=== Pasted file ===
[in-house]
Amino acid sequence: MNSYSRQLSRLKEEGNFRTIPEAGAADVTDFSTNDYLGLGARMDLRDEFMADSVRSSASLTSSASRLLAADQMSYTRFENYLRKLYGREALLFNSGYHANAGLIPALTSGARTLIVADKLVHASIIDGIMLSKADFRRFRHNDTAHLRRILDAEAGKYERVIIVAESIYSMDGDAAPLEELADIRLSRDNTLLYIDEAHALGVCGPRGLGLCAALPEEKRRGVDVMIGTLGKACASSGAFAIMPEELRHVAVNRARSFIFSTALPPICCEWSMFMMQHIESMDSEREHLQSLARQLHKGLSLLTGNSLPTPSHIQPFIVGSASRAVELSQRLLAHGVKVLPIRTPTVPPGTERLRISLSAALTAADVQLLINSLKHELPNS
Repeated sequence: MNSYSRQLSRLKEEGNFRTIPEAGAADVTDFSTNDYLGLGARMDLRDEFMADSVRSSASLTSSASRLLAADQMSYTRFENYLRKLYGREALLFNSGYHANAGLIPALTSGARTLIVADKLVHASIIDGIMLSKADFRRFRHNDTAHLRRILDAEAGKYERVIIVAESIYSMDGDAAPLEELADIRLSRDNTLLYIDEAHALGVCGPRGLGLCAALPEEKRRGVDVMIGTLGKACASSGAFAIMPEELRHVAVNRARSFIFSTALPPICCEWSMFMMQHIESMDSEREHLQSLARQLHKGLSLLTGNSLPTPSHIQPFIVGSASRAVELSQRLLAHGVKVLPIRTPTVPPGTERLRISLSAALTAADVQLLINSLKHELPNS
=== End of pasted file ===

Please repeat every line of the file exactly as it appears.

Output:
[in-house]
Amino acid sequence: MNSYSRQLSRLKEEGNFRTIPEAGAADVTDFSTNDYLGLGARMDLRDEFMADSVRSSASLTSSASRLLAADQMSYTRFENYLRKLYGREALLFNSGYHANAGLIPALTSGARTLIVADKLVHASIIDGIMLSKADFRRFRHNDTAHLRRILDAEAGKYERVIIVAESIYSMDGDAAPLEELADIRLSRDNTLLYIDEAHALGVCGPRGLGLCAALPEEKRRGVDVMIGTLGKACASSGAFAIMPEELRHVAVNRARSFIFSTALPPICCEWSMFMMQHIESMDSEREHLQSLARQLHKGLSLLTGNSLPTPSHIQPFIVGSASRAVELSQRLLAHGVKVLPIRTPTVPPGTERLRISLSAALTAADVQLLINSLKHELPNS
Repeated sequence: MNSYSRQLSRLKEEGNFRTIPEAGAADVTDFSTNDYLGLGARMDLRDEFMADSVRSSASLTSSASRLLAADQMSYTRFENYLRKLYGREALLFNSGYHANAGLIPALTSGARTLIVADKLVHASIIDGIMLSKADFRRFRHNDTAHLRRILDAEAGKYERVIIVAESIYSMDGDAAPLEELADIRLSRDNTLLYIDEAHALGVCGPRGLGLCAALPEEKRRGVDVMIGTLGKACASSGAFAIMPEELRHVAVNRARSFIFSTALPPICCEWSMFMMQHIESMDSEREHLQSLARQLHKGLSLLTGNSLPTPSHIQPFIVGSASRAVELSQRLLAHGVKVLPIRTPTVPPGTERLRISLSAALTAADVQLLINSLKHELPNS